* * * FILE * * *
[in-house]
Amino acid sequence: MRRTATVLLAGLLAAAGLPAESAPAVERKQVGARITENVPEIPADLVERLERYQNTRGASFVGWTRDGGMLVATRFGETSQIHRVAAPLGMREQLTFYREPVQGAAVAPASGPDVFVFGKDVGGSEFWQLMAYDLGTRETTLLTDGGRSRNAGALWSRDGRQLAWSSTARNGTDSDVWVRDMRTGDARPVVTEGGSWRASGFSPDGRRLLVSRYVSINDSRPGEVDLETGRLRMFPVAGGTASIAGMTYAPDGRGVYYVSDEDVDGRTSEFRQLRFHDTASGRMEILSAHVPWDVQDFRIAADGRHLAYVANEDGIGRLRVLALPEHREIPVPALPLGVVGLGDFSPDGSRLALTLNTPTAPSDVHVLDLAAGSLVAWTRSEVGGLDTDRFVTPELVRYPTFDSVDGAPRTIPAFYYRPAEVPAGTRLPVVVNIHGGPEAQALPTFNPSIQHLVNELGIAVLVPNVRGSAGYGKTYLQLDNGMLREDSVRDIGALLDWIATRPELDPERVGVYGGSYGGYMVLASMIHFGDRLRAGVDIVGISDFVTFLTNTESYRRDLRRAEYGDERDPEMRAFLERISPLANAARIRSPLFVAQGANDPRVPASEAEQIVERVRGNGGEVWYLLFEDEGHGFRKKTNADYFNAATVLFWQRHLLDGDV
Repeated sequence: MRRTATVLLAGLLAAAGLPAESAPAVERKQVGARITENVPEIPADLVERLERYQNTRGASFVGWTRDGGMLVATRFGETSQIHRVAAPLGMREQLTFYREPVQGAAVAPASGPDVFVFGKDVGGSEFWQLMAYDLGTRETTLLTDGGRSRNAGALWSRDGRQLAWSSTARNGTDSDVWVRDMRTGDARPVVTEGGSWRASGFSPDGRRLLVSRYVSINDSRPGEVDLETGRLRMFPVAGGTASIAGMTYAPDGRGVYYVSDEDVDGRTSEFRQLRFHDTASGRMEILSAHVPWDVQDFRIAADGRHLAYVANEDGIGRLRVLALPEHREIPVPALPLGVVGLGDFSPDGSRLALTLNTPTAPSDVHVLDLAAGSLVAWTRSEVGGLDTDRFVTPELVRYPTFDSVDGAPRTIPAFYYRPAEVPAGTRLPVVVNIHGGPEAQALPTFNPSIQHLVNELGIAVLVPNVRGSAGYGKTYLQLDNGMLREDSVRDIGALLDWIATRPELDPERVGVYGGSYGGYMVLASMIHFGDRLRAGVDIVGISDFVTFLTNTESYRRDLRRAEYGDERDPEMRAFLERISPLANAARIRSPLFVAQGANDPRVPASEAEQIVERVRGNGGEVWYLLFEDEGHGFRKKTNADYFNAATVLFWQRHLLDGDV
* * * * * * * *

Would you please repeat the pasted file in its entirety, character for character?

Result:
[in-house]
Amino acid sequence: MRRTATVLLAGLLAAAGLPAESAPAVERKQVGARITENVPEIPADLVERLERYQNTRGASFVGWTRDGGMLVATRFGETSQIHRVAAPLGMREQLTFYREPVQGAAVAPASGPDVFVFGKDVGGSEFWQLMAYDLGTRETTLLTDGGRSRNAGALWSRDGRQLAWSSTARNGTDSDVWVRDMRTGDARPVVTEGGSWRASGFSPDGRRLLVSRYVSINDSRPGEVDLETGRLRMFPVAGGTASIAGMTYAPDGRGVYYVSDEDVDGRTSEFRQLRFHDTASGRMEILSAHVPWDVQDFRIAADGRHLAYVANEDGIGRLRVLALPEHREIPVPALPLGVVGLGDFSPDGSRLALTLNTPTAPSDVHVLDLAAGSLVAWTRSEVGGLDTDRFVTPELVRYPTFDSVDGAPRTIPAFYYRPAEVPAGTRLPVVVNIHGGPEAQALPTFNPSIQHLVNELGIAVLVPNVRGSAGYGKTYLQLDNGMLREDSVRDIGALLDWIATRPELDPERVGVYGGSYGGYMVLASMIHFGDRLRAGVDIVGISDFVTFLTNTESYRRDLRRAEYGDERDPEMRAFLERISPLANAARIRSPLFVAQGANDPRVPASEAEQIVERVRGNGGEVWYLLFEDEGHGFRKKTNADYFNAATVLFWQRHLLDGDV
Repeated sequence: MRRTATVLLAGLLAAAGLPAESAPAVERKQVGARITENVPEIPADLVERLERYQNTRGASFVGWTRDGGMLVATRFGETSQIHRVAAPLGMREQLTFYREPVQGAAVAPASGPDVFVFGKDVGGSEFWQLMAYDLGTRETTLLTDGGRSRNAGALWSRDGRQLAWSSTARNGTDSDVWVRDMRTGDARPVVTEGGSWRASGFSPDGRRLLVSRYVSINDSRPGEVDLETGRLRMFPVAGGTASIAGMTYAPDGRGVYYVSDEDVDGRTSEFRQLRFHDTASGRMEILSAHVPWDVQDFRIAADGRHLAYVANEDGIGRLRVLALPEHREIPVPALPLGVVGLGDFSPDGSRLALTLNTPTAPSDVHVLDLAAGSLVAWTRSEVGGLDTDRFVTPELVRYPTFDSVDGAPRTIPAFYYRPAEVPAGTRLPVVVNIHGGPEAQALPTFNPSIQHLVNELGIAVLVPNVRGSAGYGKTYLQLDNGMLREDSVRDIGALLDWIATRPELDPERVGVYGGSYGGYMVLASMIHFGDRLRAGVDIVGISDFVTFLTNTESYRRDLRRAEYGDERDPEMRAFLERISPLANAARIRSPLFVAQGANDPRVPASEAEQIVERVRGNGGEVWYLLFEDEGHGFRKKTNADYFNAATVLFWQRHLLDGDV